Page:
Foxgloves appearing in a first wash next to the real flower
Nothing can compare to learning from nature.Sitting in the solitude of an English garden on a warm summers day listening to birdsong and placing your focus on flowers searching for colour variations and the play of light on each petal is so relaxing and very rewarding.
I am aware that the foxgloves in my garden are now getting past their best from the beauty of the last few weeks where they have put on such a glorious display. Towering in tall spikes above the other smaller plants they have created such regal impact especially when in full sun. And so I sat quietly working on two large pieces of paper allowing colour to fall where it would in my first wash but at the same time carefully placing drops of pigment to encourage the bell forms.
Nothing can top watching a shot of Cadmiun Orange allowed to just burst onto a wet wash. As it hits the paper it appears to bossily push the other pigments out of the way. I can almost see the transparent Alizarin Crimson making way for the heavy opaque that takes over with force at first always looking frightening when wet until it drys to a softer glowing shade of orange.
I will confess, I am thrilled with this first wash. My "ghosts" as I call them of the individual flowers are already exciting. I need to do very little to complete this piece and it will be a favourite because of how it is flowing so beautifully in its development.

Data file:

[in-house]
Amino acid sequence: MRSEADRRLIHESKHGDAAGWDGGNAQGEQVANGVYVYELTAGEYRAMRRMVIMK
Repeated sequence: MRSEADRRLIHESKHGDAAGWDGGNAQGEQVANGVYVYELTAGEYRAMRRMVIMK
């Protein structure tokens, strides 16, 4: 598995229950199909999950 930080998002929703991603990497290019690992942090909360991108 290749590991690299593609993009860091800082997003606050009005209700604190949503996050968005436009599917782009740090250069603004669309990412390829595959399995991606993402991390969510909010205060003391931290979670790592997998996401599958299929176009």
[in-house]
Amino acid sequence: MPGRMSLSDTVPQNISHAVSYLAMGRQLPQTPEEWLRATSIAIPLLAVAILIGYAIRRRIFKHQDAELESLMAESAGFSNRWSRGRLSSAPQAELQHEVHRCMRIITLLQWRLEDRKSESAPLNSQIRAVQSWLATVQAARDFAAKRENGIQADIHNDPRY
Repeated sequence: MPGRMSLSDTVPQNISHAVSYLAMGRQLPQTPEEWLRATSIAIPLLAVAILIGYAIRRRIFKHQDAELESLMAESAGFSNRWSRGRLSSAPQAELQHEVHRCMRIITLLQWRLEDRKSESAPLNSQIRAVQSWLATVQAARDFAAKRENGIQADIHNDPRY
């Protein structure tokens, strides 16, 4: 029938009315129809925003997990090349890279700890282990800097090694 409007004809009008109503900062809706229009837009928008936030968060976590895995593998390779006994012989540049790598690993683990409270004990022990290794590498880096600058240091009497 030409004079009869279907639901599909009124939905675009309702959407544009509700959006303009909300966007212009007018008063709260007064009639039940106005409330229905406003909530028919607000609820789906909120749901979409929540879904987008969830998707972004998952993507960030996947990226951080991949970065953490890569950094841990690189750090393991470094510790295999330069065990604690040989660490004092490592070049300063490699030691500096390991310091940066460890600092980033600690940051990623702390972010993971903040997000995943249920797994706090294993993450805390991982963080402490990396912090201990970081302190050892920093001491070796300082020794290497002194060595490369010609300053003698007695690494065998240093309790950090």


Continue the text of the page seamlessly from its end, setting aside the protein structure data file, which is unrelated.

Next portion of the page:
Foxglove bells appearing in a beautifully exciting first wash.
I mentioned I started two paintings at the same time. The one above is intended to be louder in colour , more vibrant and more exciting. The second seen below is intended to capture the more delicate side of this flower. A subtle pink wash with hints of the yellow buds to create a quieter result which I can relax with whilst escaping the heady passion of the first painting.
Second Foxglove painting in delicate pink from heavily diluted Alizarin Crimson.
Tip: When we paint from life our senses are more receptive to possibilities than when we work from photographs. We see colour in its most truest form, we see shape as it really is minus distortion from a flat image and we feel life in the subject. All this knowledge then transfers easily to our painting. I can only paint from photographs successfully if I have genuinely seen the subject, taken the photograph myself or have painted from life many times in between doing so. The images here reflect the difference in colour from painting in sunlight in my garden. The moral of this story is to paint from life as much as possible!